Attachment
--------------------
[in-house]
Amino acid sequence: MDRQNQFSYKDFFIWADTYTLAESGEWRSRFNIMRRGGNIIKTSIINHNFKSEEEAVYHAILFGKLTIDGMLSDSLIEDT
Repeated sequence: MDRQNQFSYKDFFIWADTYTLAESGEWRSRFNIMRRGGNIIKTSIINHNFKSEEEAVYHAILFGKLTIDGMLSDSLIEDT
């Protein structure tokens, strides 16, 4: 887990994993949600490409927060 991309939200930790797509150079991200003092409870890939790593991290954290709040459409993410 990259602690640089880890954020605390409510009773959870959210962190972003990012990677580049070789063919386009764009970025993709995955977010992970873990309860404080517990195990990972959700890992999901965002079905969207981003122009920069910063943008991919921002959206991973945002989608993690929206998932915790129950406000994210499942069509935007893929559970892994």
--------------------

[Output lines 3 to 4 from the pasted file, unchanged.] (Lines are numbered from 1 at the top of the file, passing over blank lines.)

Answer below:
Repeated sequence: MDRQNQFSYKDFFIWADTYTLAESGEWRSRFNIMRRGGNIIKTSIINHNFKSEEEAVYHAILFGKLTIDGMLSDSLIEDT
């Protein structure tokens, strides 16, 4: 887990994993949600490409927060 991309939200930790797509150079991200003092409870890939790593991290954290709040459409993410 990259602690640089880890954020605390409510009773959870959210962190972003990012990677580049070789063919386009764009970025993709995955977010992970873990309860404080517990195990990972959700890992999901965002079905969207981003122009920069910063943008991919921002959206991973945002989608993690929206998932915790129950406000994210499942069509935007893929559970892994």